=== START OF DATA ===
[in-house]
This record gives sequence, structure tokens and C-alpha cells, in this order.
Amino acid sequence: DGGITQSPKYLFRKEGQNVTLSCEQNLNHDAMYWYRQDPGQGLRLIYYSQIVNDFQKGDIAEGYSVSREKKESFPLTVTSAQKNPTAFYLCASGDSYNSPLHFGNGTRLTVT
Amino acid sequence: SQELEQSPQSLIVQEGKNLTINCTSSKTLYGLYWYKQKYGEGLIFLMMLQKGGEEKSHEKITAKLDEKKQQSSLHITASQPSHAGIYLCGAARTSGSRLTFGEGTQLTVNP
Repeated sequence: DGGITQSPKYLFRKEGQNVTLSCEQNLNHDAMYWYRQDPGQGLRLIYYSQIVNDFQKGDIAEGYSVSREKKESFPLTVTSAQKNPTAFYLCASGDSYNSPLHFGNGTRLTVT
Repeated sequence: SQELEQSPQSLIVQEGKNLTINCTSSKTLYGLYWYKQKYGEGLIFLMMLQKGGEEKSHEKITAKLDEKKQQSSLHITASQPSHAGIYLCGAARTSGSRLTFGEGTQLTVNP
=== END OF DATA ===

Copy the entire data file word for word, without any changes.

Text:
[in-house]
This record gives sequence, structure tokens and C-alpha cells, in this order.
Amino acid sequence: DGGITQSPKYLFRKEGQNVTLSCEQNLNHDAMYWYRQDPGQGLRLIYYSQIVNDFQKGDIAEGYSVSREKKESFPLTVTSAQKNPTAFYLCASGDSYNSPLHFGNGTRLTVT
Amino acid sequence: SQELEQSPQSLIVQEGKNLTINCTSSKTLYGLYWYKQKYGEGLIFLMMLQKGGEEKSHEKITAKLDEKKQQSSLHITASQPSHAGIYLCGAARTSGSRLTFGEGTQLTVNP
Repeated sequence: DGGITQSPKYLFRKEGQNVTLSCEQNLNHDAMYWYRQDPGQGLRLIYYSQIVNDFQKGDIAEGYSVSREKKESFPLTVTSAQKNPTAFYLCASGDSYNSPLHFGNGTRLTVT
Repeated sequence: SQELEQSPQSLIVQEGKNLTINCTSSKTLYGLYWYKQKYGEGLIFLMMLQKGGEEKSHEKITAKLDEKKQQSSLHITASQPSHAGIYLCGAARTSGSRLTFGEGTQLTVNP